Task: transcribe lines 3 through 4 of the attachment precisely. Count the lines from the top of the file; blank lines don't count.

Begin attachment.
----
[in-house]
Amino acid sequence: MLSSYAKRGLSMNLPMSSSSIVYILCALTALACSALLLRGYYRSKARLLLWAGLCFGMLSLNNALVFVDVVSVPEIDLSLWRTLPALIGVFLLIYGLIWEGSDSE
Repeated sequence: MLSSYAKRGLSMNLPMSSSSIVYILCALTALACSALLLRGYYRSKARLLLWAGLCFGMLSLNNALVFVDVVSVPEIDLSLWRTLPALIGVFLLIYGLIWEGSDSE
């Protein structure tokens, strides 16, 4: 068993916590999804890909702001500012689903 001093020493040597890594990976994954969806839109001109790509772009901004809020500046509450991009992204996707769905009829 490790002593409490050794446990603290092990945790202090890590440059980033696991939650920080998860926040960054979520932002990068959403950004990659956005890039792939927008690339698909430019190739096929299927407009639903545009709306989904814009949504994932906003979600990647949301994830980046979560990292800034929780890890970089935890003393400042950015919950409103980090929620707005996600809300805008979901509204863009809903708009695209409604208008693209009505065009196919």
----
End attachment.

Repeated sequence: MLSSYAKRGLSMNLPMSSSSIVYILCALTALACSALLLRGYYRSKARLLLWAGLCFGMLSLNNALVFVDVVSVPEIDLSLWRTLPALIGVFLLIYGLIWEGSDSE
């Protein structure tokens, strides 16, 4: 068993916590999804890909702001500012689903 001093020493040597890594990976994954969806839109001109790509772009901004809020500046509450991009992204996707769905009829 490790002593409490050794446990603290092990945790202090890590440059980033696991939650920080998860926040960054979520932002990068959403950004990659956005890039792939927008690339698909430019190739096929299927407009639903545009709306989904814009949504994932906003979600990647949301994830980046979560990292800034929780890890970089935890003393400042950015919950409103980090929620707005996600809300805008979901509204863009809903708009695209409604208008693209009505065009196919």